Serving American favorites and Old World classics in a comfortable, chalet-style restaurant, Seven Gables crafts a refined menu of palate-pleasing seafood, pasta, poultry, and steak dishes. Harmonize both land and sea with a filet mignon and lobster tail duet (market price), or plunge face first into the savory chicken wellington stuffed with tasso Louisiana ham, risotto, and asiago before being swaddled in a flaky pastry ($14.95). Meat masticators can enjoy their lamb romarin roasted with a rub of fresh-roasted garlic and in-house garden rosemary ($22.95).
Ella’s serves 100% Natural Artisan Gelato (Italian ice cream), gourmet chocolates & fudge, imported candy bars from over 60 countries, over 100 different brands of old fashioned Soda's & more than 4000 candies. With over 20,000 customers & national press in both Professional Candy Buyer Magazine and Today’s Restaurant News.
Though Bassanos Pizzeria doesn't open until noon, its chefs bustle about the kitchen in the early morning, preparing fresh batches of dough from scratch. As the day wears on, the team hand-tosses the dough into thin, New York–style canvases ready to hold layers of gourmet meats, fine cheeses, and, according to Ann Marie Quill of Johns Creek Patch, veggies plucked from the Atlanta Farmers Market and sauces made from Italian tomatoes. Pots bubble with specialty pastas, and ovens glow with plump calzones and stromboli.
At the bar, servers dole out glasses of draft beer and wine beneath glimmering television sets. Cushy booths and tabletops speckle the dining room, where framed photographs of New York ballplayers look to steal home from the bright-red walls. Outside, umbrellas shade a fenced-in patio rife with tables and chairs. The pizzeria’s warm staff prides itself on southern-style service, creating a fun, communal atmosphere by hosting biweekly live music, overseeing trivia games, and politely allowing customers to beat them at thumb wrestling.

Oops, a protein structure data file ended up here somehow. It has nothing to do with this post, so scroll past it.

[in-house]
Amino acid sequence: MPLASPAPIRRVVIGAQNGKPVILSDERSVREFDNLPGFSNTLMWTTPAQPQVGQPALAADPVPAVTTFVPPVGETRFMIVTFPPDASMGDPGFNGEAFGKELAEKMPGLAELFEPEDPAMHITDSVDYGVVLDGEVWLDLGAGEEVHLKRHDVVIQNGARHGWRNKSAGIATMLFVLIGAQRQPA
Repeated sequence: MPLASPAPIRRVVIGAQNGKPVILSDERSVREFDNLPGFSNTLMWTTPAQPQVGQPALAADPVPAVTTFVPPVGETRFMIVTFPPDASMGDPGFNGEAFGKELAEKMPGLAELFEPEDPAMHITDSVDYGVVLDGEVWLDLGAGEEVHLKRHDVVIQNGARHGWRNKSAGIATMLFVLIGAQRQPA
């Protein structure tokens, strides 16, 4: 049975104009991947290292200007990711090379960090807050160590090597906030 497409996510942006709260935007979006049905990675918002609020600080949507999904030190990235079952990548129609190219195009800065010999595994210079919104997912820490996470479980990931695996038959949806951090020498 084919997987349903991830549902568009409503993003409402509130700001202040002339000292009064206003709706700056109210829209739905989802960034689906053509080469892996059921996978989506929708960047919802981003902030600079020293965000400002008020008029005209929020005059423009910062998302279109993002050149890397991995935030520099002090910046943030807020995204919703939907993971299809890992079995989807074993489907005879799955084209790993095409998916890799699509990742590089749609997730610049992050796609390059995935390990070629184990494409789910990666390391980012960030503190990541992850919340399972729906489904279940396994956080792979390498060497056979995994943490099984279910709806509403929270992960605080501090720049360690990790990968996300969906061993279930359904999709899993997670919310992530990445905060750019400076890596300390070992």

The first IHOP—the dream of founders Al and Jerry Lapin—opened in 1958 in Toluca Lake, California, and was originally dubbed the International House of Pancakes. Since then, rapid expansion has led to myriad milestones across the company's colorful history, from introducing its modern IHOP acronym in 1973 to its 1,000th restaurant opening in Layton, Utah, in 2001. Today, the company stands strong with around 1,500 locations across North and Central America, each one an enthusiastic dispenser of pancakes, french toast, and tables constructed entirely out of bacon. Though IHOP is known as a bastion of breakfast, it also stays open during the day and into the evening, delivering lunch and dinner as well.
Flashing knives and spurting flames dazzle diners as the chefs at Kuma Japanese Steak House & Sushi Bar theatrically sear entrees on the tabletop hibachi grills. Equally comfortable with cooking vegetables and meats, the chefs can shuffle a number of them across the grill's iron surface, including scallops, chicken, or filet mignon. Meanwhile, the sushi chefs gingerly slice pieces of fresh salmon and tuna behind their bar—unlike traditional bartenders, who rarely slice bottles into neat sections. Their work does not stop there, however, because they also carefully layer orders of salmon nigiri that can emerge alongside a familiar or inventive sushi roll, which arrives in either six or eight bite-sized pieces.
Natives of Hawaii and California, Howard and Anita Hsu brought more than a love of surfing with them when they moved across the country. They also transported the west coast's blend of beach culture, healthy eating, and seafood-infused Mexican fare. At the locally owned and operated Gezzo's Surf & Grille, the brother-sister team oversees a staff committed to fresh in-house ingredients free of preservatives that crafts everything from salsa to tacos filled with seasoned tilapia, tofu, grilled steak, and chicken. The restaurant also recently launched a mobile food truck to serve its fare throughout Atlanta?another parallel to Hawaiian restaurants that send surfers out to deliver fish tacos to sharks off-shore.